Four significant inflationary variables have or likely will entangle with the massive Japanese easing to date. First, major central banks around the world via various methods have engaged in extravagant easing. Consider the money printing (QE1, 2, 3), low interest rates, and other accommodative weapons of the United States Federal Reserve. The economic wizards at the Fed have heralded they will not change to a tightening course anytime soon. Don’t forget the European Central Bank’s gradual even if roundabout surrender to easy money principles (especially over the last year). Recall the generous central bankers of China, the United Kingdom, and Switzerland. In the interconnected global economy, the more widespread and sustained the money printing and related policies, the more likely that there eventually will be upward price moves in consumer prices (and similar measures) as well as interest rate increases.
A more specific focus on the Japanese situation reveals the three other considerations. For starters, the Japanese business community (exporters especially) has become extremely upset (not merely worried) by the Yen’s sustained strength. This dismay increased due to a recent noteworthy GDP slump. Business interests (Japan, Inc.) significantly influence Japanese political policies. Second, Japan likely will enshrine a new governing political party after its December 2012 elections. These incoming political leaders apparently seek an even easier monetary policy than presently exists.
The third relates to the towering Japanese government debt and ongoing substantial budget deficits. Most political pundits and marketplace mavens bemoan the looming United States fiscal cliff. Japan, unlike America, wins praise as being a nation of savers (creditors) rather than debtors (borrowers). However, the Japanese government, unlike its citizens, does not incarnate thriftiness.
The current and medium term Japanese fiscal outlook, even without a change in government policies, is no cause for complacency. The Japanese political (economic) establishment, regardless of party, engages in brinkmanship, for it has shown little inclination to subdue that substantial deficit spending and massive and growing government debt. Compare the United States awesome near term and long run federal debt vista. Thus Japan probably already is fairly close to the border of a fiscal crisis. Read the rest of this entry »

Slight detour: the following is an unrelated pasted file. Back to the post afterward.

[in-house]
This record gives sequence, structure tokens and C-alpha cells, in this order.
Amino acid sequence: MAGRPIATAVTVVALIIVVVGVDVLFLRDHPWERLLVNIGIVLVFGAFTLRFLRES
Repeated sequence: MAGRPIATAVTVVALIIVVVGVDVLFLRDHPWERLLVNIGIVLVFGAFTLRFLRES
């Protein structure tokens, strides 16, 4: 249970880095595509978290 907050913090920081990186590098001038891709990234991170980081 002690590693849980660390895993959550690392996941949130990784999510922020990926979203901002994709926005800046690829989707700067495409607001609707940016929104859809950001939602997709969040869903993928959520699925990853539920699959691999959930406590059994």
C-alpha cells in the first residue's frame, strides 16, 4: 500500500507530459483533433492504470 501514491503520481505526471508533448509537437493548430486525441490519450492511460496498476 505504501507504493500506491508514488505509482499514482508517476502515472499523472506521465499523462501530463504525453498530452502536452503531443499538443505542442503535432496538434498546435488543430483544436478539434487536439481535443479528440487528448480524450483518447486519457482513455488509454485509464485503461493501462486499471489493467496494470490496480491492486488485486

Burning passion for another is not the only love which makes us shake. When fear of losing substantial sums creeps up on numerous money lovers in intertwined financial playgrounds, both the players and their marketplaces can quiver violently.
Many pundits define a bear marketplace as a 20 percent slide from a noteworthy price top. Though the S+P 500 nosedived about 20 percent from its 5/2/11 high around 1371 to its 8/9/11 low near 1100, it then rallied sharply. On 8/9/11, the United States 10 year Treasury note touched yield lows of just over two percent. This matched the bottom achieved on 12/18/08 during the previous “flight to quality” panic in the (still-running) economic crisis that erupted in 2007. Given this equity and debt support, will things calm down much? No. The economic and political scenery has not sufficiently changed. Relationships within and between various financial arenas and their variables probably will vary to some extent as time passes, but the current entangled key financial factors will remain powerful, volatile, and intertwined. Although there will be occasional intermissions, turmoil in and between key equity, interest rate, currency, and commodity theaters therefore will not cease anytime soon.
Why place blind faith in the 2013 low rate policy, for the Fed confesses it changes its viewpoints? In addition, consider the Fed’s policy track record relative to its “original” expectations. Economic growth has been considerably lower than the Fed “had expected”. The Fed “now expects” a slower pace of recovery. Just as the Fed this month adjusted its policy by speaking of low Fed Funds through mid-2013, it eventually may alter its present course. Historians recall that the Fed’s quantitative easing floods likewise represented policy changes due to marketplace developments. Besides, how accurate were the Fed’s economic forecasts in 2007 and 2008, at the dawn and during the early stages of the acceleration of the economic crisis? So as Fed expectations change, so may its actions, whether on rates, quantitative easing, or otherwise.
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Furious Financial Fluctuations (8-15-11)